Wow. Our experiment is off to a great start—let's see if we can finish it off sooner than expected.
Supreme Court confirmation hearings are little more than figurative jokes these days, but the LA Times tells me that today's questioning of Elena Kagan was literally a joke:
Perhaps no amount of cramming could have readied her for the question asked of her by Republican Sen. Tom Coburn of Oklahoma: Can the government, he wondered, pass a law forcing Americans to eat fruits and vegetables?
To Kagan, at first blush, the question must have seemed absurd, maybe even a joke. "It sounds like a dumb law," she replied off the cuff. Then, realizing Coburn was serious, she segued into sort of the windy, contextual, cautious analysis that she has employed to answer most of the questions asked of her over the last two days.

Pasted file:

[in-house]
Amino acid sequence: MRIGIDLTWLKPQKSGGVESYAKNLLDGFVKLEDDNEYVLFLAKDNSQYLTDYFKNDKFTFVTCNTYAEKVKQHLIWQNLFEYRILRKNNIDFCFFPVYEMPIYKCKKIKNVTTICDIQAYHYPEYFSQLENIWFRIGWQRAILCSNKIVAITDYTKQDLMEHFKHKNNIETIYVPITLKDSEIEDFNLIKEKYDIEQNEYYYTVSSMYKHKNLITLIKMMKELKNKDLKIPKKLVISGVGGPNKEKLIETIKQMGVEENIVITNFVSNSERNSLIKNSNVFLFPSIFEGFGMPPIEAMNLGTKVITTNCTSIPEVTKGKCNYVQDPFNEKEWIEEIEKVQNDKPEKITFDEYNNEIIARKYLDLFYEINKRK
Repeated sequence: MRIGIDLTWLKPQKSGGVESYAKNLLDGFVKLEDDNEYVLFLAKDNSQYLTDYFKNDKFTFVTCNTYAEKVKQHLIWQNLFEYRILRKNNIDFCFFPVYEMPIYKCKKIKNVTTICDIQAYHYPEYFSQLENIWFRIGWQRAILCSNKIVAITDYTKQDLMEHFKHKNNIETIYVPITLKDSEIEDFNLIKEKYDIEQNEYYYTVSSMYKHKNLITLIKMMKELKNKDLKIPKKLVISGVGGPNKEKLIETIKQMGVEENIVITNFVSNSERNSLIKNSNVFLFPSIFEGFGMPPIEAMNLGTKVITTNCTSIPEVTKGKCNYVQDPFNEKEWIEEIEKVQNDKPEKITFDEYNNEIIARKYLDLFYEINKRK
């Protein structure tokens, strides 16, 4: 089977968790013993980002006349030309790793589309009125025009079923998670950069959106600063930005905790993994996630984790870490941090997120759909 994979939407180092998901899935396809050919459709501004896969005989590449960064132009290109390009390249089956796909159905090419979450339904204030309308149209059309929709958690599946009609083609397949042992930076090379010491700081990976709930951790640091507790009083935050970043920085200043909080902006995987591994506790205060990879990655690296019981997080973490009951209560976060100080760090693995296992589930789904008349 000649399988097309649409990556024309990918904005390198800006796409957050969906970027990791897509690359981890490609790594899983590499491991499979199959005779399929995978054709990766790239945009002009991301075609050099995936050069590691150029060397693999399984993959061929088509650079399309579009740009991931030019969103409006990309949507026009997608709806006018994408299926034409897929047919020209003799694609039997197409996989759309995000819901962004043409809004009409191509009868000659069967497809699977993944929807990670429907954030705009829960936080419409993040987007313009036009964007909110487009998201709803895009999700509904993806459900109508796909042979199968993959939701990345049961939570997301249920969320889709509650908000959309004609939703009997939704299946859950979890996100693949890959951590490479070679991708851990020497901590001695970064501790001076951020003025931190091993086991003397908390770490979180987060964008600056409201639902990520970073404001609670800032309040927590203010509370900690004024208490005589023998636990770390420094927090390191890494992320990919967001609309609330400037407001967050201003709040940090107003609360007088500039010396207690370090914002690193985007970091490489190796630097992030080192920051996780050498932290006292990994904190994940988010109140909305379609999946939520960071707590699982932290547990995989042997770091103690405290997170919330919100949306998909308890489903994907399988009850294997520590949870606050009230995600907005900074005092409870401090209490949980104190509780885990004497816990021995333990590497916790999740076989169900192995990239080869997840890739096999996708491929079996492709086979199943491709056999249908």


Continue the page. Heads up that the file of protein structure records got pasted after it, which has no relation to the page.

But she had fallen into Coburn's trap by answering more like the law professor she is than by simply responding like most people would. She never just said: "Of course it can't."
Within hours, a video detailing the exchange was atop the Drudge Report website, hundreds of thousands had viewed it on YouTube, and conservatives were having a field day. Her equivocation fit ideally with the narrative Republicans are trying to fashion during these hearings — a story of a federal government out of control and a Congress running amok.
We are truly ruled by idiots. At least, we will be if Republicans win control of Congress in November. Be afraid. Be very afraid.